Special memorial ceremonies to mark the death of Honen, the early medieval founder of the Pure Land school of Buddhism were held at the Chion'in Temple in Kyoto on his death day on lunar 1/25 (around March 1) and during the week leading up to it. Osaka (Buson uses the old name Naniwa) is an area where there are many believers in the Pure Land school, and groups of believers make the multi-day pilgrimage up the Yodo River to Kyoto to worship Honen and enjoy the spring sights in Kyoto. For women, it was also a chance to display their fashions. In my opinion the women here are mostly married and a bit wealthy, so their fashions would probably be striking and haute couture in some cases. The Tokugawa shoguns belonged to the Pure Land school, so Honen memorial ceremonies were rather gorgeous in Buson's time.

The weather in Kyoto at this time of year, however, is colder than it is in Osaka, which is on the Inland Sea, and to the Osaka women in the hokku it feels rather chilly. To Kyoto visitors to the temperature seems normal, and to them the Osaka commoner women stand out because they no doubt wear brighter colors and less subtle designs than elegant, refined Kyoto women, and they speak in slightly louder voices and with less restraint than Kyoto women. The Osaka women also shiver a bit and pull their robes and cloaks tighter to stay warm. Buson may also be commenting on the difference between the warm, outgoing commoner commercial culture of Osaka and the cooler, more restrained and polite culture of Kyoto, the site of the imperial court and a place which put much emphasis on tradition. He may also be evoking two different parts or elements of himself and his writing and painting, since he was born near Osaka but spent much of his adult life in Kyoto.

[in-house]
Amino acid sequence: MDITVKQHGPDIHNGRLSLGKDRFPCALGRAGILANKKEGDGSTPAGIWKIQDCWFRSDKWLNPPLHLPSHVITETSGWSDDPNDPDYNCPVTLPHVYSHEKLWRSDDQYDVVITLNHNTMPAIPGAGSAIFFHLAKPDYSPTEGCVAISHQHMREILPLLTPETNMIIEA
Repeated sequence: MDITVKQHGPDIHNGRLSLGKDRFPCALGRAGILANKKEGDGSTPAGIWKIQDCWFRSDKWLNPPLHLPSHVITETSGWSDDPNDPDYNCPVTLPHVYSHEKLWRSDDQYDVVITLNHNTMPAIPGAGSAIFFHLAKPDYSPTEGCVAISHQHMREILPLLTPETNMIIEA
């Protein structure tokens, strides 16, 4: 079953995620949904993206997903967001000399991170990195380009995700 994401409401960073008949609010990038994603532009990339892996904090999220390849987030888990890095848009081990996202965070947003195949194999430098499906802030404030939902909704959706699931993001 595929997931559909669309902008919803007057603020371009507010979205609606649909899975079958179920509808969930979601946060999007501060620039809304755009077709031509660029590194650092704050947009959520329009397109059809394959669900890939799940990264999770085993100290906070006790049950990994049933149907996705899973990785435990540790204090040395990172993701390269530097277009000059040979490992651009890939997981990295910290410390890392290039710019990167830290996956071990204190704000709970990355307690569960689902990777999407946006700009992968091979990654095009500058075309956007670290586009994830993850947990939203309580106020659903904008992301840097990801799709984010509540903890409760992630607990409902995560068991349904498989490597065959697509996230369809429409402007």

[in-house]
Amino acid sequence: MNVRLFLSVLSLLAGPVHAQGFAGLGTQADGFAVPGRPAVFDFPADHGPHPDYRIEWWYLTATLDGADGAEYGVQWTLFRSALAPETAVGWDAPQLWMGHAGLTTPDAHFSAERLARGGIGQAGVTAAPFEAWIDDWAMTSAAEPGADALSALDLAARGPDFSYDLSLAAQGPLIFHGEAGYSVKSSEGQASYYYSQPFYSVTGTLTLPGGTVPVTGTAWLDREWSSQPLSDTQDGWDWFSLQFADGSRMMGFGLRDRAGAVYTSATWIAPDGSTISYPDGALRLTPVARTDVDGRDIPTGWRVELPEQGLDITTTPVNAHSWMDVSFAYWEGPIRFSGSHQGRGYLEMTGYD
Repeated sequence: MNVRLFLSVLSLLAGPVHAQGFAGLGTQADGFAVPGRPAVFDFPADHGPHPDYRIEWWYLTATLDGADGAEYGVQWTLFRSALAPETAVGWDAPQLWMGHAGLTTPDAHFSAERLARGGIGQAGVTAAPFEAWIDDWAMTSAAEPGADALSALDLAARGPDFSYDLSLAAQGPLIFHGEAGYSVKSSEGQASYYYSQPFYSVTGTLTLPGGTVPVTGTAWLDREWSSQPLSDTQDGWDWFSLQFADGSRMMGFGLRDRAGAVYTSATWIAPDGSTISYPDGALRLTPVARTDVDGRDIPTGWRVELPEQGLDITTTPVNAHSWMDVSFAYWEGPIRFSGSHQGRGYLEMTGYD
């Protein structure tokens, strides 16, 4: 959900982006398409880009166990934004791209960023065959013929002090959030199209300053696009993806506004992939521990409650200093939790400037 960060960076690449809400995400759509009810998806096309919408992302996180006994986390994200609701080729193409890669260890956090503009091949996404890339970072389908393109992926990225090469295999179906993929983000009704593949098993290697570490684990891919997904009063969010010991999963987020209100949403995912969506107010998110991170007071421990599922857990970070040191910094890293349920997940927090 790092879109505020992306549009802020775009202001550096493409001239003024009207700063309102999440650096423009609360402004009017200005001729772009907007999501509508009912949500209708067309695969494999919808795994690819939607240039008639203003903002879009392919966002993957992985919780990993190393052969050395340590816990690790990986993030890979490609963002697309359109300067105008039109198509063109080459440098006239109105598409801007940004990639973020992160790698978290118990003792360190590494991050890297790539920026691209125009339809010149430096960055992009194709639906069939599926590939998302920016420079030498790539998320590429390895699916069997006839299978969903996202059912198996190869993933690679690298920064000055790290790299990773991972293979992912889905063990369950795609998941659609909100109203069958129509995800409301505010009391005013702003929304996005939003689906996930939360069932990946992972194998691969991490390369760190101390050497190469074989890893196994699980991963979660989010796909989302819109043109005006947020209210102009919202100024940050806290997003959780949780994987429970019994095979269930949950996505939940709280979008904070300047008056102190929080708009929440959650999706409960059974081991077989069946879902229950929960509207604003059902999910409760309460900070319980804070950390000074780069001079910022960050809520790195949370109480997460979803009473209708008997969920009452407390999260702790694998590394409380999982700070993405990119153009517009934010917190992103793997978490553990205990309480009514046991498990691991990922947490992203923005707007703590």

. 法然上人 Saint Honen (1133 - 1212) .


. 春風馬堤曲 Shunpu Batei Kyoku - poem .
Buson and Naniwa / Osaka


. WKD : Naniwa 難波 - Osaka 大阪 and food .

. Naniwa odori 浪花踊 Naniwa Dance .

. Naniwa ward 浪速区 - Folk Art .

. Cultural Keywords used by Basho .

. - KIGO used by Matsuo Basho 松尾芭蕉 - .